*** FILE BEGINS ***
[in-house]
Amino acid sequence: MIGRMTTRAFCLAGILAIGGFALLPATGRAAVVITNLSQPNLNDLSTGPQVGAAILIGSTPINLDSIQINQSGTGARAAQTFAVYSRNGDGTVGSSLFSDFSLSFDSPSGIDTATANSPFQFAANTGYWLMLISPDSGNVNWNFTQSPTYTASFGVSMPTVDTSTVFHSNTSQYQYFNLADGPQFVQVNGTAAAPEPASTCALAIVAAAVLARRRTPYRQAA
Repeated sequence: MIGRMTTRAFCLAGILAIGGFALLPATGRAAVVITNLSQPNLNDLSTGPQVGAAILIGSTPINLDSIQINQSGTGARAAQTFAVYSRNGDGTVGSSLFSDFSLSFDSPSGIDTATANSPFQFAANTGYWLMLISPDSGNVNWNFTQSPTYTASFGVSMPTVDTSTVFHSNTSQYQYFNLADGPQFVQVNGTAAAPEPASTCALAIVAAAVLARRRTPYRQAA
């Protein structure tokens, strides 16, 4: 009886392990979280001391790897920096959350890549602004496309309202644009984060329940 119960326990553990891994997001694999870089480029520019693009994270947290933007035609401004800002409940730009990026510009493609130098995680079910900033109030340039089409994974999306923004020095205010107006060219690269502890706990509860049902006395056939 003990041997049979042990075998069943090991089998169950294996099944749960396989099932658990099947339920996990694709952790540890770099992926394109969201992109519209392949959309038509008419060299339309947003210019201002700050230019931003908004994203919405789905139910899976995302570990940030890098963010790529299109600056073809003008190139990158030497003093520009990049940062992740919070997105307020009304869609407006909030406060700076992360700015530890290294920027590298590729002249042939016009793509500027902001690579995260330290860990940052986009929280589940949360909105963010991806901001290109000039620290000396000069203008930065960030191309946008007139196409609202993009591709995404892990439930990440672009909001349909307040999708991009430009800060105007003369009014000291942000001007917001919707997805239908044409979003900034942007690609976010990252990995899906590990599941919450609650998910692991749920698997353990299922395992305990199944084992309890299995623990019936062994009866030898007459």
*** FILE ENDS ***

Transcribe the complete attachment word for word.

[in-house]
Amino acid sequence: MIGRMTTRAFCLAGILAIGGFALLPATGRAAVVITNLSQPNLNDLSTGPQVGAAILIGSTPINLDSIQINQSGTGARAAQTFAVYSRNGDGTVGSSLFSDFSLSFDSPSGIDTATANSPFQFAANTGYWLMLISPDSGNVNWNFTQSPTYTASFGVSMPTVDTSTVFHSNTSQYQYFNLADGPQFVQVNGTAAAPEPASTCALAIVAAAVLARRRTPYRQAA
Repeated sequence: MIGRMTTRAFCLAGILAIGGFALLPATGRAAVVITNLSQPNLNDLSTGPQVGAAILIGSTPINLDSIQINQSGTGARAAQTFAVYSRNGDGTVGSSLFSDFSLSFDSPSGIDTATANSPFQFAANTGYWLMLISPDSGNVNWNFTQSPTYTASFGVSMPTVDTSTVFHSNTSQYQYFNLADGPQFVQVNGTAAAPEPASTCALAIVAAAVLARRRTPYRQAA
């Protein structure tokens, strides 16, 4: 009886392990979280001391790897920096959350890549602004496309309202644009984060329940 119960326990553990891994997001694999870089480029520019693009994270947290933007035609401004800002409940730009990026510009493609130098995680079910900033109030340039089409994974999306923004020095205010107006060219690269502890706990509860049902006395056939 003990041997049979042990075998069943090991089998169950294996099944749960396989099932658990099947339920996990694709952790540890770099992926394109969201992109519209392949959309038509008419060299339309947003210019201002700050230019931003908004994203919405789905139910899976995302570990940030890098963010790529299109600056073809003008190139990158030497003093520009990049940062992740919070997105307020009304869609407006909030406060700076992360700015530890290294920027590298590729002249042939016009793509500027902001690579995260330290860990940052986009929280589940949360909105963010991806901001290109000039620290000396000069203008930065960030191309946008007139196409609202993009591709995404892990439930990440672009909001349909307040999708991009430009800060105007003369009014000291942000001007917001919707997805239908044409979003900034942007690609976010990252990995899906590990599941919450609650998910692991749920698997353990299922395992305990199944084992309890299995623990019936062994009866030898007459």